Pudendal Neuralgia

Pudendal neuralgia is a condition that causes painful nerve inflammation. The pudendal nerve carries signals to and from the genitals, anal area and urethra. If excessive pressure is placed on the pudendal nerve as it travels through the pelvic floor, it can cause a burning pain anywhere in the region. The affected area is often sensitive to the touch, and discomfort often increases when of sitting. The symptoms of pudendal neuralgia may start suddenly or develop slowly.

Causes of Pudendal Neuralgia

Although its exact cause is not known, pudendal neuralgia may be caused by the following:

  • Pregnancy
  • Childbirth
  • Thickened ligaments
  • Scar tissue from previous surgery
  • Injury

Pudendal neuralgia may also be caused by repeated vaginal infections or chronic constipation.

Symptoms of Pudendal Neuralgia

Symptoms caused by pudendal neuralgia often include pain, numbness, burning and tingling, particularly when sitting, in the clitoris, vulva, perineum and rectum. Some women with pudendal neuralgia may have pain during intercourse; a burning sensation while urinating; and urinary incontinence.

Diagnosis of Pudendal Neuralgia

Pudendal neuralgia is diagnosed through a pelvic examination and a review of symptoms. Blood and urine tests may be administered to check for signs of infection, and rule out any underlying conditions. Additional diagnostic tests may include the following:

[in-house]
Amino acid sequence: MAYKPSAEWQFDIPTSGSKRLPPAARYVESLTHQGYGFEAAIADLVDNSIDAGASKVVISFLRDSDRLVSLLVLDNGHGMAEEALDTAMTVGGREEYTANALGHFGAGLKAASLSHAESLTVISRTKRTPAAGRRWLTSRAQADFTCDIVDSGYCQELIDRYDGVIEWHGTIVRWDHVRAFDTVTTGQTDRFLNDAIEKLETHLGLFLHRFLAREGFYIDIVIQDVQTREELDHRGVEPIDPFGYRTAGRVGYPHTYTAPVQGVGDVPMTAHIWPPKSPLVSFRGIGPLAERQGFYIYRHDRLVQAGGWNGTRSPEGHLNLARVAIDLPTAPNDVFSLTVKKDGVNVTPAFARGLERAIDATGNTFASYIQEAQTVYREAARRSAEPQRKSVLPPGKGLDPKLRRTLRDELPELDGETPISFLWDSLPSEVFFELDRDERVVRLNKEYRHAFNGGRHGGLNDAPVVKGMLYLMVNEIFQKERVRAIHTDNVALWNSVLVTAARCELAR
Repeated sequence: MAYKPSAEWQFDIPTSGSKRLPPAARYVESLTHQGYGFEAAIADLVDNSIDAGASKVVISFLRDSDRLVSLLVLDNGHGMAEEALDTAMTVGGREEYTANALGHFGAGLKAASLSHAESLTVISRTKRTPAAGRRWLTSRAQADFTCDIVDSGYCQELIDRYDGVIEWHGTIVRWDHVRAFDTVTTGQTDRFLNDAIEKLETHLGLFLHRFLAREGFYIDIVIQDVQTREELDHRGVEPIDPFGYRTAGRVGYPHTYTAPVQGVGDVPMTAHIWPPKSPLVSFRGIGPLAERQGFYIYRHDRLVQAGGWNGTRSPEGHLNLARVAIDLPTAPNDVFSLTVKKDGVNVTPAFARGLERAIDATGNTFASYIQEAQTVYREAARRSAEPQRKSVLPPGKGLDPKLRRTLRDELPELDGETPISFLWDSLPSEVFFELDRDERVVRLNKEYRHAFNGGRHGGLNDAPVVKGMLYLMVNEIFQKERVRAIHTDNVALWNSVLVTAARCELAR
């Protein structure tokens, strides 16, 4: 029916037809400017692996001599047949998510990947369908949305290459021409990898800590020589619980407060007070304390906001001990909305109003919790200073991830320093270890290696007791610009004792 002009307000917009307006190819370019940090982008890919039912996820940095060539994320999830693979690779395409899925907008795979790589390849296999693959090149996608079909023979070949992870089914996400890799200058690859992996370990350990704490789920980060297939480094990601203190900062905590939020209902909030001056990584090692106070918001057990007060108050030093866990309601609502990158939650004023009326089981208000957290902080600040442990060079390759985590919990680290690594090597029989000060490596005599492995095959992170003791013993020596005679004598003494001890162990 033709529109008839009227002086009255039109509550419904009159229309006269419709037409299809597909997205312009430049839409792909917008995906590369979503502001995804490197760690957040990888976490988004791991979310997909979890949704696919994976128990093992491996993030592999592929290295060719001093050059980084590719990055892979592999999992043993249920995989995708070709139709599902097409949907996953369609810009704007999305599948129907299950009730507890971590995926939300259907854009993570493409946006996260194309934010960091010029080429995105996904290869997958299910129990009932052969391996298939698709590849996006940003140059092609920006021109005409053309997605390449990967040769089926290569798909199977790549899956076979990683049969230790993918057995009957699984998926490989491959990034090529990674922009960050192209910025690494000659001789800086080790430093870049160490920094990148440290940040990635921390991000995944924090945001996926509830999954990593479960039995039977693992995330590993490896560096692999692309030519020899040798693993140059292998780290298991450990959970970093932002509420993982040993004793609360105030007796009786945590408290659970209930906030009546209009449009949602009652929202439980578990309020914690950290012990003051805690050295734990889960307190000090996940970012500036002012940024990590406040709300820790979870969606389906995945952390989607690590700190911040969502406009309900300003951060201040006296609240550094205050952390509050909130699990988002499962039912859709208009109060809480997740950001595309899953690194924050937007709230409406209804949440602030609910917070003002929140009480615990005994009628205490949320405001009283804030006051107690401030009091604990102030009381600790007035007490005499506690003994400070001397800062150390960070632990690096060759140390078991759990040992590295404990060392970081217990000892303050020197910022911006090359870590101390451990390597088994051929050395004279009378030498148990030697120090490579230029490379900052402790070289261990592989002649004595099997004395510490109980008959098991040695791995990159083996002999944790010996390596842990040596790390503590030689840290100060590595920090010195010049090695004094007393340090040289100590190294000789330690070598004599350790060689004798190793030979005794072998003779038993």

• CT scan
  • MRI scan
  • Electromyogram

Electrophysiological tests may also be administered to check nerve and sensory function of the pelvic floor.

Treatment of Pudendal Neuralgia

A pudendal nerve block, which is an injection of corticosteroids to disrupt nerves signals, may be used to confirm the diagnosis. If the nerve block is successful in relieving pain, it can help determine that pudendal nerve compression is the cause, and can subsequently be used as a form of treatment. Other treatment methods may include the following:

  • Avoiding activities that can worsen symptoms
  • Muscle relaxants
  • Pain medication, including topical lidocaine
  • Physical therapy

In severe cases, surgery may be recommended as a last resort to relieve the compression on the pudendal nerve.

Additional Resources